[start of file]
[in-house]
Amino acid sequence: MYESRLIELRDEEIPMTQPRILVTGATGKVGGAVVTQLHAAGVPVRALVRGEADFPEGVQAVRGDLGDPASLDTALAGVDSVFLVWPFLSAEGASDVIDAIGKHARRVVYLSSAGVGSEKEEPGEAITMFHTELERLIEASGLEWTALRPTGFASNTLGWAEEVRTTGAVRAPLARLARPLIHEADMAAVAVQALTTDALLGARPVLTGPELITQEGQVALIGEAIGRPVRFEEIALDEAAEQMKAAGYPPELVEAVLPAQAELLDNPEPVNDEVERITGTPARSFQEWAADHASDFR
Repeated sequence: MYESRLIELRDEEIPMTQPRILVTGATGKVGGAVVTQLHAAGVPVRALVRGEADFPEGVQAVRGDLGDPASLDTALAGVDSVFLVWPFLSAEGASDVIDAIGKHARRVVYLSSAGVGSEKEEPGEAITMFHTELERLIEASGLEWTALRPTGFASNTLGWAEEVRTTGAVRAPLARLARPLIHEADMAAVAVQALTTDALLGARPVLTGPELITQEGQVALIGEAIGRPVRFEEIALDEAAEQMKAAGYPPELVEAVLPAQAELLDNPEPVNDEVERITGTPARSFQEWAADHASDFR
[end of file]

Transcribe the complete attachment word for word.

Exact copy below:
[in-house]
Amino acid sequence: MYESRLIELRDEEIPMTQPRILVTGATGKVGGAVVTQLHAAGVPVRALVRGEADFPEGVQAVRGDLGDPASLDTALAGVDSVFLVWPFLSAEGASDVIDAIGKHARRVVYLSSAGVGSEKEEPGEAITMFHTELERLIEASGLEWTALRPTGFASNTLGWAEEVRTTGAVRAPLARLARPLIHEADMAAVAVQALTTDALLGARPVLTGPELITQEGQVALIGEAIGRPVRFEEIALDEAAEQMKAAGYPPELVEAVLPAQAELLDNPEPVNDEVERITGTPARSFQEWAADHASDFR
Repeated sequence: MYESRLIELRDEEIPMTQPRILVTGATGKVGGAVVTQLHAAGVPVRALVRGEADFPEGVQAVRGDLGDPASLDTALAGVDSVFLVWPFLSAEGASDVIDAIGKHARRVVYLSSAGVGSEKEEPGEAITMFHTELERLIEASGLEWTALRPTGFASNTLGWAEEVRTTGAVRAPLARLARPLIHEADMAAVAVQALTTDALLGARPVLTGPELITQEGQVALIGEAIGRPVRFEEIALDEAAEQMKAAGYPPELVEAVLPAQAELLDNPEPVNDEVERITGTPARSFQEWAADHASDFR